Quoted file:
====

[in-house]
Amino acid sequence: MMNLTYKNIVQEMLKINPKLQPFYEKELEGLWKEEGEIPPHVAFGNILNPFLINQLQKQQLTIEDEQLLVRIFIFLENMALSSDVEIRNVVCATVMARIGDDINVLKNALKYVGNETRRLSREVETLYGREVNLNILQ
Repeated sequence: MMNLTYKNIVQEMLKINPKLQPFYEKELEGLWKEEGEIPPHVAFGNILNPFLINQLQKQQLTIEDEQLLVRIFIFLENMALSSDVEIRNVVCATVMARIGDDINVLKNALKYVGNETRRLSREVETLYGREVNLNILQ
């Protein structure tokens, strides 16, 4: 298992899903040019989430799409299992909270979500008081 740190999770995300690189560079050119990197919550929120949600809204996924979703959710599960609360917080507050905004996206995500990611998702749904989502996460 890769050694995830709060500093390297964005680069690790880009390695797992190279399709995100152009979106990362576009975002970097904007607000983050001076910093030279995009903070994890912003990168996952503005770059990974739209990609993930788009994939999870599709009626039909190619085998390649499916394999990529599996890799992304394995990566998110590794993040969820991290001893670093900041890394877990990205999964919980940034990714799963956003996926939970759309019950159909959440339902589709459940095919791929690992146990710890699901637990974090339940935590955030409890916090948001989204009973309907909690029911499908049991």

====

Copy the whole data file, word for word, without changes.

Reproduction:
[in-house]
Amino acid sequence: MMNLTYKNIVQEMLKINPKLQPFYEKELEGLWKEEGEIPPHVAFGNILNPFLINQLQKQQLTIEDEQLLVRIFIFLENMALSSDVEIRNVVCATVMARIGDDINVLKNALKYVGNETRRLSREVETLYGREVNLNILQ
Repeated sequence: MMNLTYKNIVQEMLKINPKLQPFYEKELEGLWKEEGEIPPHVAFGNILNPFLINQLQKQQLTIEDEQLLVRIFIFLENMALSSDVEIRNVVCATVMARIGDDINVLKNALKYVGNETRRLSREVETLYGREVNLNILQ
């Protein structure tokens, strides 16, 4: 298992899903040019989430799409299992909270979500008081 740190999770995300690189560079050119990197919550929120949600809204996924979703959710599960609360917080507050905004996206995500990611998702749904989502996460 890769050694995830709060500093390297964005680069690790880009390695797992190279399709995100152009979106990362576009975002970097904007607000983050001076910093030279995009903070994890912003990168996952503005770059990974739209990609993930788009994939999870599709009626039909190619085998390649499916394999990529599996890799992304394995990566998110590794993040969820991290001893670093900041890394877990990205999964919980940034990714799963956003996926939970759309019950159909959440339902589709459940095919791929690992146990710890699901637990974090339940935590955030409890916090948001989204009973309907909690029911499908049991």